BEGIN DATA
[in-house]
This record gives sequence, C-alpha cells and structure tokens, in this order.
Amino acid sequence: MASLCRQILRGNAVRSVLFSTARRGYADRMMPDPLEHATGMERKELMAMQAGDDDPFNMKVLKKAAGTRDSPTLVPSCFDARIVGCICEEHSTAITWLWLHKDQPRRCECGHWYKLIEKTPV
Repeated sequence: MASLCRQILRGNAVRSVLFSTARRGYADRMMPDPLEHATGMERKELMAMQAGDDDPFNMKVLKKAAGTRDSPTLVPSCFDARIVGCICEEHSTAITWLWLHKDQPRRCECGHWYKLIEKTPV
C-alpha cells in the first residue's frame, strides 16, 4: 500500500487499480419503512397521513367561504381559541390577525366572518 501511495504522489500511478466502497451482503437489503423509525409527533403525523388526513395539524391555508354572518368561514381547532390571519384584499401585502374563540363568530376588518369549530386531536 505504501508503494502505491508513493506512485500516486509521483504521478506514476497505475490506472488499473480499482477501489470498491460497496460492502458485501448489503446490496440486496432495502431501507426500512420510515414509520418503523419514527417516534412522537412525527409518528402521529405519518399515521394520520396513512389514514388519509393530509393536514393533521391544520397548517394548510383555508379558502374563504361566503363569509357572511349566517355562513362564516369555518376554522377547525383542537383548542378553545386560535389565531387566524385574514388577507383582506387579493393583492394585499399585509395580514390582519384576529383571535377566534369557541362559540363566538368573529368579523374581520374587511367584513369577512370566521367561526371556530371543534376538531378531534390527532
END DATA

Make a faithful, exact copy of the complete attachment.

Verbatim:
[in-house]
This record gives sequence, C-alpha cells and structure tokens, in this order.
Amino acid sequence: MASLCRQILRGNAVRSVLFSTARRGYADRMMPDPLEHATGMERKELMAMQAGDDDPFNMKVLKKAAGTRDSPTLVPSCFDARIVGCICEEHSTAITWLWLHKDQPRRCECGHWYKLIEKTPV
Repeated sequence: MASLCRQILRGNAVRSVLFSTARRGYADRMMPDPLEHATGMERKELMAMQAGDDDPFNMKVLKKAAGTRDSPTLVPSCFDARIVGCICEEHSTAITWLWLHKDQPRRCECGHWYKLIEKTPV
C-alpha cells in the first residue's frame, strides 16, 4: 500500500487499480419503512397521513367561504381559541390577525366572518 501511495504522489500511478466502497451482503437489503423509525409527533403525523388526513395539524391555508354572518368561514381547532390571519384584499401585502374563540363568530376588518369549530386531536 505504501508503494502505491508513493506512485500516486509521483504521478506514476497505475490506472488499473480499482477501489470498491460497496460492502458485501448489503446490496440486496432495502431501507426500512420510515414509520418503523419514527417516534412522537412525527409518528402521529405519518399515521394520520396513512389514514388519509393530509393536514393533521391544520397548517394548510383555508379558502374563504361566503363569509357572511349566517355562513362564516369555518376554522377547525383542537383548542378553545386560535389565531387566524385574514388577507383582506387579493393583492394585499399585509395580514390582519384576529383571535377566534369557541362559540363566538368573529368579523374581520374587511367584513369577512370566521367561526371556530371543534376538531378531534390527532